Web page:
MGM Resorts International, the largest casino operator on the Las Vegas Strip, rose to the highest price in more than a year after posting a surprise first-quarter profit amid a pickup in Nevada betting.
MGM Resorts jumped 5.4 percent to $14.55 at the close in New York, after the company reported first-quarter profit of 1 cent a share, compared with a 44-cent loss a year ago. It was the stock’s highest closing price since March 2012.
The results represent the best first quarter since the global economic downturn began five years ago, the company said in a statement. Profit was aided by record performance at MGM’s Chinese unit, as well as more domestic leisure travel to Las Vegas, Chief Executive Officer Jim Murren said in a telephone interview after the earnings were released.
“The domestic customer is coming back, they’re spending a bit more money,” Murren said. “There’s such operating leverage in this business, small changes could have nice results.”
Net income was $6.55 million, compared with a loss of $217.3 million a year earlier, the Las Vegas-based company said today in the statement. Excluding items, profit totaled 3 cents a share. Analysts projected a loss of 10 cents, on average.
First-quarter revenue increased 2.8 percent to $2.35 billion, MGM Resorts said, beating the $2.34 billion average of 21 estimates compiled by Bloomberg.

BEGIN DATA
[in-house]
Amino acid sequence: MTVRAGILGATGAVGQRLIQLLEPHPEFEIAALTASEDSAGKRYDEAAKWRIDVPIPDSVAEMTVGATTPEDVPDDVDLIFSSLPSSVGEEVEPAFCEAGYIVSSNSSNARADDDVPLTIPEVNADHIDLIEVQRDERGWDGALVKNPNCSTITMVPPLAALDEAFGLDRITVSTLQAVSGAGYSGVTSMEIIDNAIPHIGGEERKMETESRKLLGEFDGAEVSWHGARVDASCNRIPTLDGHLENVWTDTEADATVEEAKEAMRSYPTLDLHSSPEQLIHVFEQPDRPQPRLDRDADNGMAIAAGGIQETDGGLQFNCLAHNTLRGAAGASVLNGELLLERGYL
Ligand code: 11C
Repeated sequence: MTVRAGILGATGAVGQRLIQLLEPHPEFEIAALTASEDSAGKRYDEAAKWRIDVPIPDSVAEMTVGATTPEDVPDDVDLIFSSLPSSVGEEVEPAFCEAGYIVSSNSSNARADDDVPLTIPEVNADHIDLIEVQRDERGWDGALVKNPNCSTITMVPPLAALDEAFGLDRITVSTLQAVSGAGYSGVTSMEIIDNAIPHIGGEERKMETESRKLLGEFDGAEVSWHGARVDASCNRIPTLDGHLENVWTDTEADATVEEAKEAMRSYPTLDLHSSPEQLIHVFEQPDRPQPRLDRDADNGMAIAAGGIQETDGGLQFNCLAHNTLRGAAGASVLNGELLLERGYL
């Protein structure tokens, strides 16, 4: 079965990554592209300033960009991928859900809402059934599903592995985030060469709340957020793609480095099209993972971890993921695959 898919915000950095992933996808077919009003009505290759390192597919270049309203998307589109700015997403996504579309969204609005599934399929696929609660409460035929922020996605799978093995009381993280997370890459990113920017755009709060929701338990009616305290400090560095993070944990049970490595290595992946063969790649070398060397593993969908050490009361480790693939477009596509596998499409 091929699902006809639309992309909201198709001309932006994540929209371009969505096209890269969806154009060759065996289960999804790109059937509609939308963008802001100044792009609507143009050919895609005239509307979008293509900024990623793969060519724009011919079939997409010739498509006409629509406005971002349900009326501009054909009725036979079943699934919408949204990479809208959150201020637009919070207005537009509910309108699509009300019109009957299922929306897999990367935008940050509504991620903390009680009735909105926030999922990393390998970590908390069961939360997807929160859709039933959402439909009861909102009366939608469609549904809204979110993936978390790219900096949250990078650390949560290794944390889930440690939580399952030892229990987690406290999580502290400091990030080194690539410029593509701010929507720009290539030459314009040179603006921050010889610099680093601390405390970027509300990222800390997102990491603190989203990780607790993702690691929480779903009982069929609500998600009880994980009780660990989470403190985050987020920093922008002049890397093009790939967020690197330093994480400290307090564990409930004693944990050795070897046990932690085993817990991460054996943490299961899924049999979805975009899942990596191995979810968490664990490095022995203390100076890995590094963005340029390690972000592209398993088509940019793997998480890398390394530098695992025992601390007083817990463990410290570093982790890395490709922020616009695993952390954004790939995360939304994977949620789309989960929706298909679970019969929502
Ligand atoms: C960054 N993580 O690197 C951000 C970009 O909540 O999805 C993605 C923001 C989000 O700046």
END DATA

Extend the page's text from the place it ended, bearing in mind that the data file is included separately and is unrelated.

Profit at MGM’s wholly owned U.S. resorts, measured as earnings before interest, taxes, depreciation and amortization, rose 12 percent to $361 million. MGM’s China unit reported adjusted property Ebitda climbed 10 percent to $180 million. Industrywide, first-quarter gambling revenue in Macau increased by 15 percent, according to Bloomberg Industries research.
The company last month opened Hakkasan, a night club at the MGM Grand Hotel & Casino in Las Vegas, and announced plans for an outdoor dining and shopping area adjacent to its Monte Carlo resort there as well.
MGM China Holdings Ltd. paid a $500 million special dividend in March. The company’s board will consider other such dividends over the next two years, Murren said in the interview. MGM will not borrow money to pay for dividends or stock buybacks as Apple Inc. did this week and Las Vegas Sands Corp. said it was considering.
“We’re not Apple,” he said. “We’re not going to leverage up to pay out dividends.”
MGM Resorts has gained 25 percent this year, compared with an 12 percent gain for the Russell 1000 index.
(MGM Resorts held a conference call at 11 a.m. New York time. A replay can be accessed at www.mgmresorts.com.)